Being self-employed means working for yourself instead of working for an employer.
What you need to remember if you’re self-employed:
- “self-employed” and “sole trader” are the same thing
- if you own a limited company and you’re doing business through it, you’re not self-employed. You’re both a company director and an employee of your own company – at the same time
- you can be employed and self-employed at the same time as well (for example, salesperson by day, Uber driver in the evening)
- you will pay the same rate of Income Tax but a slightly lower rate of National Insurance than if you were employed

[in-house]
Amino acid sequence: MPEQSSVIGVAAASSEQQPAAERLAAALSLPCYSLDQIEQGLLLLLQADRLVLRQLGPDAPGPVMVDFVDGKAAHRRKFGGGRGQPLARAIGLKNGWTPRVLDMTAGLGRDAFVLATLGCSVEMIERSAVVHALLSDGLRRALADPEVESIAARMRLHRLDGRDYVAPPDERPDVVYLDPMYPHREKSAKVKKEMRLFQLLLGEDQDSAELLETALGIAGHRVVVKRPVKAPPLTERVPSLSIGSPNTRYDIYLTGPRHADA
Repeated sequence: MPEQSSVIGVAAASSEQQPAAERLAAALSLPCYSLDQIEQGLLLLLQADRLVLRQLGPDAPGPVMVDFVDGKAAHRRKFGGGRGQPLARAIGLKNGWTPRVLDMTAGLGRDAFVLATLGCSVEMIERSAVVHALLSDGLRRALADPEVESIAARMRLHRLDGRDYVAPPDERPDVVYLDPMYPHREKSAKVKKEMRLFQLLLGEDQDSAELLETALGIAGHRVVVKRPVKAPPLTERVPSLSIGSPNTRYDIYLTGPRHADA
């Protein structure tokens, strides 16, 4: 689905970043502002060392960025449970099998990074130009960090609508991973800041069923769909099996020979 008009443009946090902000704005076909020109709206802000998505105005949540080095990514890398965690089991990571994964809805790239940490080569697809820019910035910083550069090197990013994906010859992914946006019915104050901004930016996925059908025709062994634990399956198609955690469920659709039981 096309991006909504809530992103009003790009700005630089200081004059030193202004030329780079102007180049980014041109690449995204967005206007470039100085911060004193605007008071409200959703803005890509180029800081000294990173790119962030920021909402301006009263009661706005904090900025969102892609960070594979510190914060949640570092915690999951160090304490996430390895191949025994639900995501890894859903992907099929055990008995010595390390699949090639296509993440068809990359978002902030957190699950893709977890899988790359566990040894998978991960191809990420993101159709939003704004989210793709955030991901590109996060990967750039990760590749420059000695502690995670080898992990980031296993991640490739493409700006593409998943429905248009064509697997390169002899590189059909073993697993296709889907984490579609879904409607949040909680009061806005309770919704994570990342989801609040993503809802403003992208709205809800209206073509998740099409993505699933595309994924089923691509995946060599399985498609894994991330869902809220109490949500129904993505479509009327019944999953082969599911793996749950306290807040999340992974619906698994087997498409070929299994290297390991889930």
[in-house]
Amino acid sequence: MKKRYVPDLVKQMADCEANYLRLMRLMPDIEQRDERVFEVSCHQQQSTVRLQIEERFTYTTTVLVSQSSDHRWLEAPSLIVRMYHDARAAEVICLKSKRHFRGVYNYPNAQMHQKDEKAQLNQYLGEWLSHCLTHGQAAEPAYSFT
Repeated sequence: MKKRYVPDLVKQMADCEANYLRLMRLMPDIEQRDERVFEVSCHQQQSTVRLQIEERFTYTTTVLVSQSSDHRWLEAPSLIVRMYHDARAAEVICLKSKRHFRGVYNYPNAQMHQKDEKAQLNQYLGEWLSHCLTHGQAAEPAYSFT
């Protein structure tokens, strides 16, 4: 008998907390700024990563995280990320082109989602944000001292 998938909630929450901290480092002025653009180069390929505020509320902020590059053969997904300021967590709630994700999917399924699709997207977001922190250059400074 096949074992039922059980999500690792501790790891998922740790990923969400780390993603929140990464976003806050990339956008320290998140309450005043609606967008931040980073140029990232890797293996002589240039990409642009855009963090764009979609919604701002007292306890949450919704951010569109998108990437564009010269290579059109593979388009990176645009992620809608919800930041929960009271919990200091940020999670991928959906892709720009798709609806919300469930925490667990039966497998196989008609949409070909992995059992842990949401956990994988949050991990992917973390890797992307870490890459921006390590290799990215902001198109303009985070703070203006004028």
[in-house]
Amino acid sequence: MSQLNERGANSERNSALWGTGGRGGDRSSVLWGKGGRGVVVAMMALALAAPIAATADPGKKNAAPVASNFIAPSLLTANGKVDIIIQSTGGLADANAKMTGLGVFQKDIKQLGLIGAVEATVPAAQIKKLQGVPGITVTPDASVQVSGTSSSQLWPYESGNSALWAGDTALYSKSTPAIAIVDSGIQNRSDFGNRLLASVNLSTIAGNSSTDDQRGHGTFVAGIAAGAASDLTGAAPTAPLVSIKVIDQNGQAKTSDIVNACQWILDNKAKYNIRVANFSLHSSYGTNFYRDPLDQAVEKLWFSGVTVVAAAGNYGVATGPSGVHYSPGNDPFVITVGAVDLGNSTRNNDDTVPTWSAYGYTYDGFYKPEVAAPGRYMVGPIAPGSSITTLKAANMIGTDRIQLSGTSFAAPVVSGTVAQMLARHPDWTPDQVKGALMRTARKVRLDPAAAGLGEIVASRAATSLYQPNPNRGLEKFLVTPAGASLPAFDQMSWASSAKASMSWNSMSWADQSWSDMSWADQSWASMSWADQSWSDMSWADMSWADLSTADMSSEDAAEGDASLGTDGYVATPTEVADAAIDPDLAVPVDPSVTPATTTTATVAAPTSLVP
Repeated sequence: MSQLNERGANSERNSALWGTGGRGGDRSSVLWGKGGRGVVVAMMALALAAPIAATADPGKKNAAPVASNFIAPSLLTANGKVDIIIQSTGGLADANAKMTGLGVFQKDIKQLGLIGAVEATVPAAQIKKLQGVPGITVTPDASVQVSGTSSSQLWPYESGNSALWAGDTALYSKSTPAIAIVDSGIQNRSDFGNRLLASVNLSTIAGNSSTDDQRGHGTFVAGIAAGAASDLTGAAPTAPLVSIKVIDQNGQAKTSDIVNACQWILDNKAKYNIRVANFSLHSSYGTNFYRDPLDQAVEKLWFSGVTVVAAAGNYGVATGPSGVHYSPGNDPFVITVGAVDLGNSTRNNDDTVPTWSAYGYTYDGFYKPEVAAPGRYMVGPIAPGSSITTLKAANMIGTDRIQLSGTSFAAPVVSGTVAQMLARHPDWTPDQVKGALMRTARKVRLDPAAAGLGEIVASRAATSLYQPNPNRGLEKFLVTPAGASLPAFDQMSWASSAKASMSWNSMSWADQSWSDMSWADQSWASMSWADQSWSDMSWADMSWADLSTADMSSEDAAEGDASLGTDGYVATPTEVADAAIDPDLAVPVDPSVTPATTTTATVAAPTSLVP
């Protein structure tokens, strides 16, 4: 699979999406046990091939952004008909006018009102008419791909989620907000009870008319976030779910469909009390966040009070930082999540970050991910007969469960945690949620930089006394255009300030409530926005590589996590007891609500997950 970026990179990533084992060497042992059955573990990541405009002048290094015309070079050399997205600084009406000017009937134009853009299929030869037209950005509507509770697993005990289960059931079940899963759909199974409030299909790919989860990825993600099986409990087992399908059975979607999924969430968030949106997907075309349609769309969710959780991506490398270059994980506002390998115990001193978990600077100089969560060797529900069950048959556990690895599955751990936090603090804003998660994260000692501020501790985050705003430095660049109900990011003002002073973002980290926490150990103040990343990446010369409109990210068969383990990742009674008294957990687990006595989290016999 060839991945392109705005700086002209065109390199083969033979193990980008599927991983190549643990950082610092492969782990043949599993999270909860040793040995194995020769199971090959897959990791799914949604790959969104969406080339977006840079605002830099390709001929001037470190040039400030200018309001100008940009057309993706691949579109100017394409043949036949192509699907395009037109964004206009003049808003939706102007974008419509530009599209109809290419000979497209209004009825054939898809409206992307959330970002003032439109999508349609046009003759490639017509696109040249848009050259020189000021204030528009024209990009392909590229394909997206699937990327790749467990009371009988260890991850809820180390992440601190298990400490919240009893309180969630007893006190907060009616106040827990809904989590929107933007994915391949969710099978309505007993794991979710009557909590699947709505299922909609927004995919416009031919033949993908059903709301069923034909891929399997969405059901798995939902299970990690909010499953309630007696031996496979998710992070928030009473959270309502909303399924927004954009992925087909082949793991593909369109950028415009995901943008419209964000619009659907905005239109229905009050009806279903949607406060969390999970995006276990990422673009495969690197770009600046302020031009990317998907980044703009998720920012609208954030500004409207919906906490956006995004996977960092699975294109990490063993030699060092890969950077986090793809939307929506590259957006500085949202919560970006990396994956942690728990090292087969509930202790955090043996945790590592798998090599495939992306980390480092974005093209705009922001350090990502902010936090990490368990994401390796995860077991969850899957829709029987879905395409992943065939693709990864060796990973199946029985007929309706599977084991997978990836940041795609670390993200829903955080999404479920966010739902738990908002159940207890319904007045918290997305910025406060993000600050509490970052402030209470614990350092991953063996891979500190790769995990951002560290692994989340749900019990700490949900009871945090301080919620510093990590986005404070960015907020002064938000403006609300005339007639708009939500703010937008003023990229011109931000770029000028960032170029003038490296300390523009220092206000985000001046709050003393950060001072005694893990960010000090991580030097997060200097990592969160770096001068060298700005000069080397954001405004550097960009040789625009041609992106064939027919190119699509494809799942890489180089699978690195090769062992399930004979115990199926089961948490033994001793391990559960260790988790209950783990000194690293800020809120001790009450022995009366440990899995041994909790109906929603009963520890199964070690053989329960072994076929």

- your first £1,000 from self-employment are tax-free – so if you earn less than that from self-employment, you don’t need to declare it or pay tax on it
- that means that if your self-employment expenses are under £1,000, you can just claim this flat £1,000 (called the “Trading Allowance”) instead, and not even bother with receipts
- you need to register as self-employed with HMRC and submit a Self Assessment tax return every year until you tell HMRC that you’ve stopped being self-employed. HMRC will give you a penalty if you don’t.
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